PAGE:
7 Resume Pet Peeves That Can Cost You
If you are having trouble getting responses from your resume, it may be time to take a step back and rework your resume. Make sure you resume doesn’t contain any of the pet peeves listed below that can turn employers off and immediately dismiss your resume from the list of candidates.
Spelling Errors, Typos, and Poor Grammar
Any of these on your resume directly affect your reputation and first initial impression. You don't gain anything by getting this part right – this is credibility you should already possess as a professional. Use spell check, of course, but this does not catch every error. Go over your resume again – and again – and again – to try and catch these small but crucial mistakes. Recruit friends and family to look it over as well because they may be able to catch mistakes that you cannot find.
You should not simply use your company's job description to list out all of your duties for current or previous positions. Most recruiters or employers already know the gist of most positions; they want to know how and why you are best suited for the position you've applied to. Your resume should highlight your specific accomplishments in each position. How did you improve your department or company? Whenever you can obtain specific statistics or percentages to show progress, achievement or growth, make sure to list those as well.
Inaccurate Dates or None at All
Hiring managers need to know when you worked and how to get a better understanding of your work history. They can also use the dates for background checks to confirm your credibility. Missing or inaccurate dates can send up a red flag and result in your resume being discarded immediately. Try to include a month and year (start dates and end dates) for every position. Don't worry about any employment gaps - you can explain these in your cover letter or initial interview, but don't discuss this in your resume. Make sure to list the correct dates of your education or any volunteer work, because these can help to make up for any gaps in your employment history.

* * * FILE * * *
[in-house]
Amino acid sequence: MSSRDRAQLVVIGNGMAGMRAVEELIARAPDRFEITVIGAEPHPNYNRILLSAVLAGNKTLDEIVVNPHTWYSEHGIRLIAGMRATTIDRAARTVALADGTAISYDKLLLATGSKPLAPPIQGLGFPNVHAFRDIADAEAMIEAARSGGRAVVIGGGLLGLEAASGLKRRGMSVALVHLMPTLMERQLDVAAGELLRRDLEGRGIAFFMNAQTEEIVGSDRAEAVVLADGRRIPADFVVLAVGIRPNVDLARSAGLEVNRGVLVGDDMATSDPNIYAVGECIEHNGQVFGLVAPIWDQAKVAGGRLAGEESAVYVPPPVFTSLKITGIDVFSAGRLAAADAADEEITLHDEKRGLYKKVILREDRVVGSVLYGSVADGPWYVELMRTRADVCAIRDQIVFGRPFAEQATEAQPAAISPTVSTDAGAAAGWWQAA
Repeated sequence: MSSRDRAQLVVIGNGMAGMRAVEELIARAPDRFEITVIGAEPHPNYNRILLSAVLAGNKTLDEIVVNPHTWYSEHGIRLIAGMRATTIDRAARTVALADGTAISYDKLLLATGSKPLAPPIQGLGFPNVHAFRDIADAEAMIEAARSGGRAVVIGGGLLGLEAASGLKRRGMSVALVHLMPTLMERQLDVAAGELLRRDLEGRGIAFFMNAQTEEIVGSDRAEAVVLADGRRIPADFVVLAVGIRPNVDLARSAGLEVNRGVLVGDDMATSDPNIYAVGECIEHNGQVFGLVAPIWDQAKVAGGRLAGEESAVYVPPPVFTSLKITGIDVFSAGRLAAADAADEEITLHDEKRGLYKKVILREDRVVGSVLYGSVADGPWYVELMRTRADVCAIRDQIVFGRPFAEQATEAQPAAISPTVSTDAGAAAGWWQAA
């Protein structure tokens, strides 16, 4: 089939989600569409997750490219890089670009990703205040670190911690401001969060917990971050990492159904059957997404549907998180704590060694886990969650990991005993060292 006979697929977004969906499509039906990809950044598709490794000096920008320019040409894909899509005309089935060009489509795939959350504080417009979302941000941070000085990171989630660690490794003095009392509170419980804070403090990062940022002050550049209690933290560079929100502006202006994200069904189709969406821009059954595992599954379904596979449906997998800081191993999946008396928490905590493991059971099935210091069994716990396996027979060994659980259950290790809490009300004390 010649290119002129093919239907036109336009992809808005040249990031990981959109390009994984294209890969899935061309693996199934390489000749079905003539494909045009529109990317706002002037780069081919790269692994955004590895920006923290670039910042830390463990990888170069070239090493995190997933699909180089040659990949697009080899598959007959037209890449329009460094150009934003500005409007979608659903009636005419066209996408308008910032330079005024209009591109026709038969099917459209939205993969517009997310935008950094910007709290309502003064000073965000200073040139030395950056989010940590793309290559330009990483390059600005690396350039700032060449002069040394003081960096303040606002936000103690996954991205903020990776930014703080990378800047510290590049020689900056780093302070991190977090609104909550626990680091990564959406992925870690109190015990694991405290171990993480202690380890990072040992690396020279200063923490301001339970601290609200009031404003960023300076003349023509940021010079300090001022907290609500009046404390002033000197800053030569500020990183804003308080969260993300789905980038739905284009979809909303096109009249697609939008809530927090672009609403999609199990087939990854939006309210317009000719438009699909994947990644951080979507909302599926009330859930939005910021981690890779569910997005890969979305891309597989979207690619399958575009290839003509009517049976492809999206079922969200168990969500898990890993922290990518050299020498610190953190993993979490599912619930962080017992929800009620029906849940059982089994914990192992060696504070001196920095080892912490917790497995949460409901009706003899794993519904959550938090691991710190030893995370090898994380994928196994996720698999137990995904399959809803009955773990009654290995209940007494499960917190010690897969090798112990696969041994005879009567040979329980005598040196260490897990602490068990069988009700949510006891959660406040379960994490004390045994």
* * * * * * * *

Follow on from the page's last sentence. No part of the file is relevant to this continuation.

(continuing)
Inaccurate or Missing Contact Information
You create a resume to get a phone call. This phone call can never happen with a digit missing from your phone number or incorrect email address. Go over all of your contact information once again to ensure it is correct. Include your first and last name, phone number, email and street address. If any of this is missing, a company will not look you up to find the rest of your information – they will move on to the next candidate.
Different fonts, borders, and boxes may look nice on paper, but can cause confusion if the resume needs to be scanned. Today many employers only accept emailed resumes, and the formatting for these can be thrown off as well. Fancy fonts are also harder for employers to read, and if they are struggling to understand your resume they will probably end up throwing it out. It is best to keep your resume in a plain font and steer clear of special formatting for a nice and clean format.
Long Resumes and Long Paragraphs
Hiring managers and recruiters just do not have the time to read long resumes. Therefore, it is detrimental if you do not focus on the skills and accomplishments that directly relate to the job you are applying for. Yes, it takes more time to tailor every resume to every position, but it is worth it if you end up landing a job because of it. You should never send out your resume to job openings in mass – employers can spot these resumes right away. Applying for more positions does not equal a better chance of finding the right job for you. Every word on your resume counts, so make the most of them to best relay why you are well suited for the position at hand.
Personal Information Unrelated to the Position
Managers already have limited time to peruse your resume. Don't distract them with information about family, hobbies, interests, unless it is directly related to the position. Even a photo on your resume could be considered personal information that is not necessary to include on your resume. You need to connect what the recruiter needs and what you can bring to the table. Any personal information that is not directly linked can take away from how good of a fit you are for the position.
For more tips and information on the job search and other resources available to AIU students and alumni, visit the AIU Career Service page.